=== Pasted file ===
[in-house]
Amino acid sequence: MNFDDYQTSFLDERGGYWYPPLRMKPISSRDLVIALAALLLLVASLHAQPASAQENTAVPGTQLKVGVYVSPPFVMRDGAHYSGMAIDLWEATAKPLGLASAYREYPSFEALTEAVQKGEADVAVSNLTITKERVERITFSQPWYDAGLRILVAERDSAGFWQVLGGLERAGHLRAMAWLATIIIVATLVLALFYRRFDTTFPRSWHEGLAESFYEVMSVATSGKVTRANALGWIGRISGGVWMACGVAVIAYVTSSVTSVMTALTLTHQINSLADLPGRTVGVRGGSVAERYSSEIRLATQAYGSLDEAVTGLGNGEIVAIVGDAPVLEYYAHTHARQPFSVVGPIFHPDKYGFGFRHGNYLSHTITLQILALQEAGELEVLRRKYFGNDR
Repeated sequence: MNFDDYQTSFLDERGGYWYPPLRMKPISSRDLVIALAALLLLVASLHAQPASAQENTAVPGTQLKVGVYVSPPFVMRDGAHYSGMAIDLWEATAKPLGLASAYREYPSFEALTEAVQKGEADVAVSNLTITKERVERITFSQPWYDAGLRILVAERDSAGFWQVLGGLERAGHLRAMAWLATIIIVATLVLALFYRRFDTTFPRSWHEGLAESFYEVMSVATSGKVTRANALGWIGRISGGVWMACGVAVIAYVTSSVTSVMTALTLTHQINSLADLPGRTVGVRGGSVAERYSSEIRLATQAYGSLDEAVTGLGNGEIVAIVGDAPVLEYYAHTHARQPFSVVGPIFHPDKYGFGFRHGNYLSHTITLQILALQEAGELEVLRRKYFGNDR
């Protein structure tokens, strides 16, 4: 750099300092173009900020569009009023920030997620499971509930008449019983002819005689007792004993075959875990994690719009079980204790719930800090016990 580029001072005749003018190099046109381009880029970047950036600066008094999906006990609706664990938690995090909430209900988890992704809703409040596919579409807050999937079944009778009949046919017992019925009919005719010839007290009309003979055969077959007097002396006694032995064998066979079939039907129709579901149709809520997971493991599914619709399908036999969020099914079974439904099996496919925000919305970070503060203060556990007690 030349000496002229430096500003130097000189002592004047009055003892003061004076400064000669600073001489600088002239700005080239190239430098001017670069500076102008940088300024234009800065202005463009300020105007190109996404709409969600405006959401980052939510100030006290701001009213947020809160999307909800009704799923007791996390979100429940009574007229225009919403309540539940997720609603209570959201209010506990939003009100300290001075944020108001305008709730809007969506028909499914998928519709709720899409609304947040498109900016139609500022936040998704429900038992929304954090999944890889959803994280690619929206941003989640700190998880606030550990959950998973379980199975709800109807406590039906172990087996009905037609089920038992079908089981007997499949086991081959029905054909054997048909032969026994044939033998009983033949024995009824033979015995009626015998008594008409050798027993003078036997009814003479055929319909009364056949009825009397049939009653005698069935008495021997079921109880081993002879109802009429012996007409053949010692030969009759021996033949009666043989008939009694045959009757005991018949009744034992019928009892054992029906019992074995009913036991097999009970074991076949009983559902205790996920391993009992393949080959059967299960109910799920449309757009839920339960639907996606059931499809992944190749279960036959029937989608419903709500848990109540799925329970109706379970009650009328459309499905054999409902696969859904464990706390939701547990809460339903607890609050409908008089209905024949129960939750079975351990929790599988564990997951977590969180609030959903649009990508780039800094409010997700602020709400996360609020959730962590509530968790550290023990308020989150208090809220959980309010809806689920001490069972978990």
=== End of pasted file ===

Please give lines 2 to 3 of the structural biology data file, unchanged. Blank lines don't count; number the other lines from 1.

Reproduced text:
Amino acid sequence: MNFDDYQTSFLDERGGYWYPPLRMKPISSRDLVIALAALLLLVASLHAQPASAQENTAVPGTQLKVGVYVSPPFVMRDGAHYSGMAIDLWEATAKPLGLASAYREYPSFEALTEAVQKGEADVAVSNLTITKERVERITFSQPWYDAGLRILVAERDSAGFWQVLGGLERAGHLRAMAWLATIIIVATLVLALFYRRFDTTFPRSWHEGLAESFYEVMSVATSGKVTRANALGWIGRISGGVWMACGVAVIAYVTSSVTSVMTALTLTHQINSLADLPGRTVGVRGGSVAERYSSEIRLATQAYGSLDEAVTGLGNGEIVAIVGDAPVLEYYAHTHARQPFSVVGPIFHPDKYGFGFRHGNYLSHTITLQILALQEAGELEVLRRKYFGNDR
Repeated sequence: MNFDDYQTSFLDERGGYWYPPLRMKPISSRDLVIALAALLLLVASLHAQPASAQENTAVPGTQLKVGVYVSPPFVMRDGAHYSGMAIDLWEATAKPLGLASAYREYPSFEALTEAVQKGEADVAVSNLTITKERVERITFSQPWYDAGLRILVAERDSAGFWQVLGGLERAGHLRAMAWLATIIIVATLVLALFYRRFDTTFPRSWHEGLAESFYEVMSVATSGKVTRANALGWIGRISGGVWMACGVAVIAYVTSSVTSVMTALTLTHQINSLADLPGRTVGVRGGSVAERYSSEIRLATQAYGSLDEAVTGLGNGEIVAIVGDAPVLEYYAHTHARQPFSVVGPIFHPDKYGFGFRHGNYLSHTITLQILALQEAGELEVLRRKYFGNDR